A Tale Of Two Shelters: LAPD And Shelter Ad Hoc Committee Reports Differ

download (1)Los Alamos Animal Shelter. Courtesy photo


The Los Alamos County Council has been presented with two reports on the Los Alamos Animal Shelter from two very distinct sources. The first was written by the Ad Hoc Animal Shelter Committee appointed by Council which held its first meeting in September 2018 and submitted its report to Council in June. The second report was compiled by Los Alamos Police Sgt. Daniel Roberts who is Chief Dino Sgambellone’s liaison with the Ad Hoc Committee. The shelter is currently run by LAPD.

Committee Chair Wendee Brunish has long publicly held that LAPD’s animal control officers should only be involved in the animal control aspects of the shelter. In June 2017, Brunish was chair of the Friends of the Shelter group when it suspended its involvement with the shelter and because of alleged issues with treatment of volunteers.  The group continues to operate under the name Friends of Shelter and Companion Animals but does not work with the local shelter.

While delivering the committee’s report to Council, Brunish said she would like to present a picture of what a great shelter looks like, mentioning dedication to both animal welfare and public service, a clear vision of state of the art animal care, ongoing planning for the future and clear goals evaluated by objective meausres.

“A great shelter is a force for good and a partner with the community to make the lives of both pet owners and non-pet owners in the community better, understanding responsible pet ownership, and access to spay/neuter to reduce pet-overpopulation as well as pet ownership education for business owners and landlords in the community,” she said.

Brunish said staff at a shelter should consist of committed professionals with experience, knowledge and ongoing training in animal shelter best practices. She said public service and public safety are best addressed at a great shelter when shelter and control are separated out.

“Some of the issues we identified with an animal control focused shelter include conflicting priorities. Animal welfare is not necessarily the top priority given animal control, patrol and coverage requirements,” she said. She complained that animal control officers are trained through the National Animal Control Association which she said does not mention animal welfare in its mission or its statement.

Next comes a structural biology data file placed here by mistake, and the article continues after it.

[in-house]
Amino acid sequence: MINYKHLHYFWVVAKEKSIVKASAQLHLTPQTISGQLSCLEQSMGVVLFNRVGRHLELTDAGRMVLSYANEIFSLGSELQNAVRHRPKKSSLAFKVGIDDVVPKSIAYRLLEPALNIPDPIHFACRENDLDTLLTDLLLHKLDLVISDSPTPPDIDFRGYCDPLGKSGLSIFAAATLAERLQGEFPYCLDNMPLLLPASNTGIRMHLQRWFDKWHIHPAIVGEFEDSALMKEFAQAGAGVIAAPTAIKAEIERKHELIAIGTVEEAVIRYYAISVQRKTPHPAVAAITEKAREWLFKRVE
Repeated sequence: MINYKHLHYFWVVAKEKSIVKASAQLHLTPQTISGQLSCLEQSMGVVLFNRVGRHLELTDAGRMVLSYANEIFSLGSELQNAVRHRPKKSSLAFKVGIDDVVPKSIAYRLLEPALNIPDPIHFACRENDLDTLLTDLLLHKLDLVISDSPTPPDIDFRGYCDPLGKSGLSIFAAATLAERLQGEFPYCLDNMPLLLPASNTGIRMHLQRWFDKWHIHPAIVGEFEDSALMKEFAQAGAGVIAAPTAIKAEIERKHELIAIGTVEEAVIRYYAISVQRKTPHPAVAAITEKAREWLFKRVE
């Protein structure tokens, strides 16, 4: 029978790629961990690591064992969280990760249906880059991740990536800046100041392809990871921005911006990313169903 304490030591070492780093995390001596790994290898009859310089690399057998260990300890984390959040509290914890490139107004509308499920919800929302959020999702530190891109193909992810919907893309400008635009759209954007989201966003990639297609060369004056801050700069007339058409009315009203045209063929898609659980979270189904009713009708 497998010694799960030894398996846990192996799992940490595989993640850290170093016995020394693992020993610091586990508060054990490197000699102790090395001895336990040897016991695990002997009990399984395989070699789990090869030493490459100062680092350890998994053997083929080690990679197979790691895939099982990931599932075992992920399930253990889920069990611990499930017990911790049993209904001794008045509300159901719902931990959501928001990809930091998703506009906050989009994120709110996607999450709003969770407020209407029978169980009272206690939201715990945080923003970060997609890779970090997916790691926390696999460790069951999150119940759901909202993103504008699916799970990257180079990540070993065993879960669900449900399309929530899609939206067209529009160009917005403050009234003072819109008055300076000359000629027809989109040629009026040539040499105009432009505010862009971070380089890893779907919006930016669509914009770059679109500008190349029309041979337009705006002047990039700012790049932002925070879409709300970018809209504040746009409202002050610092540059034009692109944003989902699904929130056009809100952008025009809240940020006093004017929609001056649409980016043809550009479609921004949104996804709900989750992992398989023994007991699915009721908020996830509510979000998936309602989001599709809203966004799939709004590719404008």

Brunish said the committee was concerned about dogs or cats that are under some kind of legal hold related perhaps to ownership issues, bite quarantines or other behavioral issues, are seen by animal control officers as evidence in a case and not as “animals that require humane care while still protecting public safety”.

Brunish complained that the current euthanasia for the shelter is “not anything that would be considered appropriate by any shelter”, that it doesn’t have a decision-making process or detailed responsibilities.

“A euthanasia policy needs to protect the animals. It needs to protect the community and it also needs to protect the people making the decisions because that is a very difficult thing to do,” she said.

Brunish maintained that it may be difficult for the shelter to hire animal welfare and adoption professionals because with the shelter being operated by LAPD, “having its focus on law enforcement rather than animal care, shelter professionals in the community are not interested in applying for positions there.” She said it makes it difficult to advance and improve and move into more of a shelter environment if you cannot attract professionals who have that knowledge and ability.

“Our concern is that as local shelters continue to adopt and approve best practices, our shelter will not be keeping pace with them because we don’t have the priorities and the training and the knowledge on our staff to be able to do that,” Brunish said.

The committee identified three options going forward but recommended a stand-alone shelter separate from LAPD, to be run by the County’s Community Services Department. The committee felt that a stand-alone shelter would be the option that would best serve both the community and the animals while “providing high-quality animal care and customer service to have a cutting edge shelter that matches the standard of life we have here”, Brunish told Council.

Councilor James Robinson who is the Council’s liaison with the committee, said Brunish has mentioned cases of neglect and abuse at the shelter but that the report does not indicate evidence of that.  Brunish said the day the committee toured the shelter there was a dog without water.

“That is totally unacceptable at any time for any length of time. We did also observe spread of disease in the cat room mostly because of lack of ventilation which is a facility issue. We have the legal issues where animals are kept in social isolation where they basically have no human contact,” Brunish said.

The complete ad hoc committee report may be viewed here: http://losalamos.legistar.com/LegislationDetail.aspx?ID=3993149&GUID=55A8D749-A174-4032-BA8C-EB64BE039C9C&Options=&Search=

Asked how often the committee visited the shelter during the 10-month period, Brunish replied that committee had only visited there once. Asked how moving the control of the shelter to the Community Services Department would change things, Brunish said the committee sees more access to hiring of trained professionals and better opportunities for partnering with other shelters in the area who she said are eager and anxious to see the change move forward.